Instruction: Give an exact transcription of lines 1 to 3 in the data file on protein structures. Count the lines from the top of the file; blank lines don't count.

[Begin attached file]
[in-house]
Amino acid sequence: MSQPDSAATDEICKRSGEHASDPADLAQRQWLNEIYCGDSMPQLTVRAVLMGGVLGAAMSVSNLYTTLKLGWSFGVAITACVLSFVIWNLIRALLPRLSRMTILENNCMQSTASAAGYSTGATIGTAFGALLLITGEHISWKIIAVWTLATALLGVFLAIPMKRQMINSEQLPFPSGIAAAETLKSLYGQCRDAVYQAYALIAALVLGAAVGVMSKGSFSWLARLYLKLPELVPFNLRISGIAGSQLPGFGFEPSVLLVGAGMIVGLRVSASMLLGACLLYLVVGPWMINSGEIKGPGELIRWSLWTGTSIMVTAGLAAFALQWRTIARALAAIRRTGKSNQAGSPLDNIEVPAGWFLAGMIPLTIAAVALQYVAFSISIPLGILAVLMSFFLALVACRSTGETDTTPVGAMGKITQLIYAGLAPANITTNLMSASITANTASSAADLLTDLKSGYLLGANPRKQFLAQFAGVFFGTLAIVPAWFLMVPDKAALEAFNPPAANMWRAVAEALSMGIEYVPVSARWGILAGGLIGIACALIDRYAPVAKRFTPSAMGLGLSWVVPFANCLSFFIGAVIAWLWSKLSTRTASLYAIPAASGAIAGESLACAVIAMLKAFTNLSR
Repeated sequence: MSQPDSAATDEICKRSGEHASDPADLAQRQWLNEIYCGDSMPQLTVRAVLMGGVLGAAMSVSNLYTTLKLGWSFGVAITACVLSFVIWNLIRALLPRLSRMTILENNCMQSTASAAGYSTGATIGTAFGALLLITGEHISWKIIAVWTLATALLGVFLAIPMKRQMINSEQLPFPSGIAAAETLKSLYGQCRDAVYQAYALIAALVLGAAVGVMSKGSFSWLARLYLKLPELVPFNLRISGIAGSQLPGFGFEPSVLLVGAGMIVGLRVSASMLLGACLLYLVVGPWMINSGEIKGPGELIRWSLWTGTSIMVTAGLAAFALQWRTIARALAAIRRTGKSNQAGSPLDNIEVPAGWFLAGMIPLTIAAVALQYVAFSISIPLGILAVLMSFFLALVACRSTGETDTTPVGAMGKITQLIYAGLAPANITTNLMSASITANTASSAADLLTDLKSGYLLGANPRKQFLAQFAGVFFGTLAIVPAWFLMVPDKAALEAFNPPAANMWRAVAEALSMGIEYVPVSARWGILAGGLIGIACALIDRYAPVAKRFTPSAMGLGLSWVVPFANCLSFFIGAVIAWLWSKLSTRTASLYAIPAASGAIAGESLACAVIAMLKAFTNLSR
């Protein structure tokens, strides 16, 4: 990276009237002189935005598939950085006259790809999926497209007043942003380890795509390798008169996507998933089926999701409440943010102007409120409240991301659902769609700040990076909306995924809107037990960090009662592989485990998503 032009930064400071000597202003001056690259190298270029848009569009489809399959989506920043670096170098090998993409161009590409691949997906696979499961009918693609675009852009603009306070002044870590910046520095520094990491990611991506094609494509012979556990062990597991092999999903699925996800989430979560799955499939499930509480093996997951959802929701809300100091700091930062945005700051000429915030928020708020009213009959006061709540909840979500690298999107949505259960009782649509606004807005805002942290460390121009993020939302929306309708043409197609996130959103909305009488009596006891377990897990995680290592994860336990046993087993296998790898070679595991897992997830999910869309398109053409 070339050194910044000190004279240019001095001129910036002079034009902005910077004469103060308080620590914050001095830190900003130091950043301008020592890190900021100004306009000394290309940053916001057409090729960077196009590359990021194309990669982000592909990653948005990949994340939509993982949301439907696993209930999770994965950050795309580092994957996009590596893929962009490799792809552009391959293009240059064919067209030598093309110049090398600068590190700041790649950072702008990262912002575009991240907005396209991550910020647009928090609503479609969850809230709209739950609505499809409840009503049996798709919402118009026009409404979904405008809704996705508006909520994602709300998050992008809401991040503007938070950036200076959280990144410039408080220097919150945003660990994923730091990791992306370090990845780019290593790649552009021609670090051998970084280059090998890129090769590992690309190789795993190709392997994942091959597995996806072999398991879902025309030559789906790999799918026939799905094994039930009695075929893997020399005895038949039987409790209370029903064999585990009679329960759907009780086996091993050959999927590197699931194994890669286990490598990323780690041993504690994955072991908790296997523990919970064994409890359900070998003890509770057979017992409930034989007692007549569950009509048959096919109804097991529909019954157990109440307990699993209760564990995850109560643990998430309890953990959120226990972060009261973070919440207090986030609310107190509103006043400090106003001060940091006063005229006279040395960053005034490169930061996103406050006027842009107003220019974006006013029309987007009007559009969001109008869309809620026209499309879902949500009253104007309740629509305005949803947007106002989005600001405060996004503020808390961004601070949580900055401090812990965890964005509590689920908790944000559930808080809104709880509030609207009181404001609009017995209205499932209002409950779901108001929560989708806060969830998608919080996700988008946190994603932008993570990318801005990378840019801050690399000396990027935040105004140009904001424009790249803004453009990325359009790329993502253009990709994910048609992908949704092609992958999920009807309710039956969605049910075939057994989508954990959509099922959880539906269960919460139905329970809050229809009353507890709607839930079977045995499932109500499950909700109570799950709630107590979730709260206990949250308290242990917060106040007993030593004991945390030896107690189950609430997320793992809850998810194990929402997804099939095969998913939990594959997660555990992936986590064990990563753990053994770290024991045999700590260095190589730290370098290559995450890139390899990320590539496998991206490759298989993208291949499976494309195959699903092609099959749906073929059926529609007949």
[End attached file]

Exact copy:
[in-house]
Amino acid sequence: MSQPDSAATDEICKRSGEHASDPADLAQRQWLNEIYCGDSMPQLTVRAVLMGGVLGAAMSVSNLYTTLKLGWSFGVAITACVLSFVIWNLIRALLPRLSRMTILENNCMQSTASAAGYSTGATIGTAFGALLLITGEHISWKIIAVWTLATALLGVFLAIPMKRQMINSEQLPFPSGIAAAETLKSLYGQCRDAVYQAYALIAALVLGAAVGVMSKGSFSWLARLYLKLPELVPFNLRISGIAGSQLPGFGFEPSVLLVGAGMIVGLRVSASMLLGACLLYLVVGPWMINSGEIKGPGELIRWSLWTGTSIMVTAGLAAFALQWRTIARALAAIRRTGKSNQAGSPLDNIEVPAGWFLAGMIPLTIAAVALQYVAFSISIPLGILAVLMSFFLALVACRSTGETDTTPVGAMGKITQLIYAGLAPANITTNLMSASITANTASSAADLLTDLKSGYLLGANPRKQFLAQFAGVFFGTLAIVPAWFLMVPDKAALEAFNPPAANMWRAVAEALSMGIEYVPVSARWGILAGGLIGIACALIDRYAPVAKRFTPSAMGLGLSWVVPFANCLSFFIGAVIAWLWSKLSTRTASLYAIPAASGAIAGESLACAVIAMLKAFTNLSR
Repeated sequence: MSQPDSAATDEICKRSGEHASDPADLAQRQWLNEIYCGDSMPQLTVRAVLMGGVLGAAMSVSNLYTTLKLGWSFGVAITACVLSFVIWNLIRALLPRLSRMTILENNCMQSTASAAGYSTGATIGTAFGALLLITGEHISWKIIAVWTLATALLGVFLAIPMKRQMINSEQLPFPSGIAAAETLKSLYGQCRDAVYQAYALIAALVLGAAVGVMSKGSFSWLARLYLKLPELVPFNLRISGIAGSQLPGFGFEPSVLLVGAGMIVGLRVSASMLLGACLLYLVVGPWMINSGEIKGPGELIRWSLWTGTSIMVTAGLAAFALQWRTIARALAAIRRTGKSNQAGSPLDNIEVPAGWFLAGMIPLTIAAVALQYVAFSISIPLGILAVLMSFFLALVACRSTGETDTTPVGAMGKITQLIYAGLAPANITTNLMSASITANTASSAADLLTDLKSGYLLGANPRKQFLAQFAGVFFGTLAIVPAWFLMVPDKAALEAFNPPAANMWRAVAEALSMGIEYVPVSARWGILAGGLIGIACALIDRYAPVAKRFTPSAMGLGLSWVVPFANCLSFFIGAVIAWLWSKLSTRTASLYAIPAASGAIAGESLACAVIAMLKAFTNLSR